Daring author & journalist Elissa Schappell joins us to talk about the Michigan legislature’s decision to censure one of their own for using the word ‘vagina’ on the floor. From the standards of writing and reading in America, to the state of women in society, Elissa speaks her mind with the clarity (and comedy) people have come to expect from her.
We also discuss the tricky business of women criticising other women, the Michigan abortion debate, and how too much tv makes for a lousy novelist.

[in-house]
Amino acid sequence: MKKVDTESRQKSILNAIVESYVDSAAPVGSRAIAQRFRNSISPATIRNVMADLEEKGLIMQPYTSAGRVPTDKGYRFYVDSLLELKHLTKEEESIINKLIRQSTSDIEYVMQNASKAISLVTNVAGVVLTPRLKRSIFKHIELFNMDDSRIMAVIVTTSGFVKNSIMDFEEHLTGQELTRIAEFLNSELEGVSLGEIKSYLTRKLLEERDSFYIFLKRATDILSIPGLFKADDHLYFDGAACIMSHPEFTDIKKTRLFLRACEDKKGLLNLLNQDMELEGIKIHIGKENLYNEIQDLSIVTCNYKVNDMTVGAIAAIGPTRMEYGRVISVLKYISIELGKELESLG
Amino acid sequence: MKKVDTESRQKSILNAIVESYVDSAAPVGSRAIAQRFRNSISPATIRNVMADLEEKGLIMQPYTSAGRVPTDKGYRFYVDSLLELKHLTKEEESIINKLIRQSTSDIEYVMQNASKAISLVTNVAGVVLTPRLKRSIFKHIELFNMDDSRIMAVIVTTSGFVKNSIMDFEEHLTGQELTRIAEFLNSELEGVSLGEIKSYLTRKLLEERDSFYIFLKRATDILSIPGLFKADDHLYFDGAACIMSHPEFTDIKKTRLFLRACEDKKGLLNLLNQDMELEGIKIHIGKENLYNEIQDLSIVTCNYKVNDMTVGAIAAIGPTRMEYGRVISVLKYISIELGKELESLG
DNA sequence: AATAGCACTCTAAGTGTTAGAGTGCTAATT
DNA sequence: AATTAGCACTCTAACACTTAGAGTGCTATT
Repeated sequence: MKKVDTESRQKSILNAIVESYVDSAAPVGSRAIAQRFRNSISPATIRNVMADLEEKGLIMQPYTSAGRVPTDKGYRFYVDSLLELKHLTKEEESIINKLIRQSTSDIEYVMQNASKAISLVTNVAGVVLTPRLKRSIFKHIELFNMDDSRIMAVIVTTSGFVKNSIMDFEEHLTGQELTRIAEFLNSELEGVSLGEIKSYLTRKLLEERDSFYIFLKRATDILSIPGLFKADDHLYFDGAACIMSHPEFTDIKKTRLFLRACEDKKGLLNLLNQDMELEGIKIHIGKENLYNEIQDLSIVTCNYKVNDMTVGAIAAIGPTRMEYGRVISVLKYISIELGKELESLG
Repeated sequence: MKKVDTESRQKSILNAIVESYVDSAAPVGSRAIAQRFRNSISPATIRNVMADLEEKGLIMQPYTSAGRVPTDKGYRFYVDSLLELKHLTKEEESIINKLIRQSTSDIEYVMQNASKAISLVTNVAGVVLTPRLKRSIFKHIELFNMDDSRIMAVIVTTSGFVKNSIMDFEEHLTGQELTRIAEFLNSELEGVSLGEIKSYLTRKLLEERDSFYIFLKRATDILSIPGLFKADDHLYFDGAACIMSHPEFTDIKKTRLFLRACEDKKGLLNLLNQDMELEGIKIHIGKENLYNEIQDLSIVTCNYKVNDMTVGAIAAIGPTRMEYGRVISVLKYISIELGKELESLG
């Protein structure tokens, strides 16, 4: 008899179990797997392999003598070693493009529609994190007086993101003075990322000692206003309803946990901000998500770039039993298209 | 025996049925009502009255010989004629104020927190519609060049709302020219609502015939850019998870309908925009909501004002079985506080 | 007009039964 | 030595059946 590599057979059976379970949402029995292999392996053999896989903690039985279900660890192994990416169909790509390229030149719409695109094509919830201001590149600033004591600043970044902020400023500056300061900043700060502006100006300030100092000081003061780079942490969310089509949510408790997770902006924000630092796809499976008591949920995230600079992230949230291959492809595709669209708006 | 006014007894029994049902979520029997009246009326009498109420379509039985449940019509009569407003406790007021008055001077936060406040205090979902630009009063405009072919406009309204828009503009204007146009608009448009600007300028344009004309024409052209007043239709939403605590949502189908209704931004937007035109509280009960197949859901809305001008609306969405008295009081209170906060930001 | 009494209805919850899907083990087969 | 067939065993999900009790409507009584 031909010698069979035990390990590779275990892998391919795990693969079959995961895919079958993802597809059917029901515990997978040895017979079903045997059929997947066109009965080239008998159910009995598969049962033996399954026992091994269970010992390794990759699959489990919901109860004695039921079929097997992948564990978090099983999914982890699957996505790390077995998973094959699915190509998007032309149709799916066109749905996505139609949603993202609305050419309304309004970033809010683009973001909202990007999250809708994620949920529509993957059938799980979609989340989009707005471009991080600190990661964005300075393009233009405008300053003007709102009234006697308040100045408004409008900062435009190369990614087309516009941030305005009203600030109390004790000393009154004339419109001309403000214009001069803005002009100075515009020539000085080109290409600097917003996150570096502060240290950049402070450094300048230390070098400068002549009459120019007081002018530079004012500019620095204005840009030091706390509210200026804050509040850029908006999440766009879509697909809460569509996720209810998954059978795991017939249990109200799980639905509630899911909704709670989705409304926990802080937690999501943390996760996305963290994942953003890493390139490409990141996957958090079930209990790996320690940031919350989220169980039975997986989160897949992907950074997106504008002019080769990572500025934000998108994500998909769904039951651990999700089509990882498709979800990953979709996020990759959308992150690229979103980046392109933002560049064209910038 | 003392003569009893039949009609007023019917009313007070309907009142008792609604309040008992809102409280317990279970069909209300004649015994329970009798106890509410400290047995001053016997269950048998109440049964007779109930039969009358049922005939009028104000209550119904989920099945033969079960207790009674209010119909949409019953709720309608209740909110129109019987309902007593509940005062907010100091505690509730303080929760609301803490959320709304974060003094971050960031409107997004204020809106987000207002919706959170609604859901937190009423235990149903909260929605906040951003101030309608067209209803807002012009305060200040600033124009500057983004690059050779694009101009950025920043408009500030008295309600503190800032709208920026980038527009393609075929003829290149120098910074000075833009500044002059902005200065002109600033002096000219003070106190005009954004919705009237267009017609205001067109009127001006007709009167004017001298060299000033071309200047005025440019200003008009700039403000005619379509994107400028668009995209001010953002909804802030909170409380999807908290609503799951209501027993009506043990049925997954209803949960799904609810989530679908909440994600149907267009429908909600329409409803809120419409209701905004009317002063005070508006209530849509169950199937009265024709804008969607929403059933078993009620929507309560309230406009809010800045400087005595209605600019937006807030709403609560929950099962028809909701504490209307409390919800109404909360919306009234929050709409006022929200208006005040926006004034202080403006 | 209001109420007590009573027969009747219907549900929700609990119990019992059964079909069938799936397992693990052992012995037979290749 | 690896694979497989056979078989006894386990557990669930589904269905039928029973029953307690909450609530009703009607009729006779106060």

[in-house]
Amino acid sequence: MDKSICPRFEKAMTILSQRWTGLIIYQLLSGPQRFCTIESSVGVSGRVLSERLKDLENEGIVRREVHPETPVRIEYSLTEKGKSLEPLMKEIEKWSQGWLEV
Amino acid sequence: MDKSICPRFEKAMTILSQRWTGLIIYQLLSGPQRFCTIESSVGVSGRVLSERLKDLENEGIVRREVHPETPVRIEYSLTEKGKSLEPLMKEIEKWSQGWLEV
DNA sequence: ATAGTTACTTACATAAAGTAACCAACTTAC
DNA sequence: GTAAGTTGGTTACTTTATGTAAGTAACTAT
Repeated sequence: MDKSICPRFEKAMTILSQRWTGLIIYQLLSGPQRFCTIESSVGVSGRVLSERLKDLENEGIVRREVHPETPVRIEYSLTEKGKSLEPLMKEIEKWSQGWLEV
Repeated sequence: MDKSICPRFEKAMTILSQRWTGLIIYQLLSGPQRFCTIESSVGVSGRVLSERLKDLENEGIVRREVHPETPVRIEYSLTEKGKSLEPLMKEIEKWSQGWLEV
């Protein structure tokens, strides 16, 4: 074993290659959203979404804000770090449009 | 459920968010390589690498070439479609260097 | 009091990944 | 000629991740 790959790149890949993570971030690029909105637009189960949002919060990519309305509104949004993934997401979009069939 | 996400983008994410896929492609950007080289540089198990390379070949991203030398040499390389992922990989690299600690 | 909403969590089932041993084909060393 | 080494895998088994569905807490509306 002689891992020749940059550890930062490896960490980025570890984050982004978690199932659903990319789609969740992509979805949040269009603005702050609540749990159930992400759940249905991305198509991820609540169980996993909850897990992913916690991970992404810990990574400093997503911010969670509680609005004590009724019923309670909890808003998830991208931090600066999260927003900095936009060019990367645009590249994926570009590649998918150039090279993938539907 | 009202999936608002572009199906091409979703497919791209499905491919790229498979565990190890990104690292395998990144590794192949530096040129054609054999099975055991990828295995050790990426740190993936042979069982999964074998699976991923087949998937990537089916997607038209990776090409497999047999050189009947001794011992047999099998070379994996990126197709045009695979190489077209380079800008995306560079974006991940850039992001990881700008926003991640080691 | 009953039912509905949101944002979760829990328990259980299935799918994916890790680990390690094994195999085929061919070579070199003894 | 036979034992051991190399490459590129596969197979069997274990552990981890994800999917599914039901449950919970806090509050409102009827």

Elissa Schappell is the author of two books of fiction, most recently Blueprints for Building Better Girls, and Use Me, which was a finalist for the PEN/Hemingway award, a New York Times Notable Book and a Los Angeles Times Best Book of the Year. She is also the co-editor with Jenny Offill of two anthologies, The Friend Who Got Away and Money Changes Everything. She’s currently a contributing editor at Vanity Fair where she writes the book column, a co-founder and editor-at-large of Tin House magazine, and a former senior editor of The Paris Review. Her work has appeared in many publications including The New York Time Book Review, Vogue, SPIN, BOMB, One Story and anthologies such as The Mrs. Dalloway Reader, Cooking and Stealing, Lit Riffs, The KGB Bar Reader and The Bitch in the House.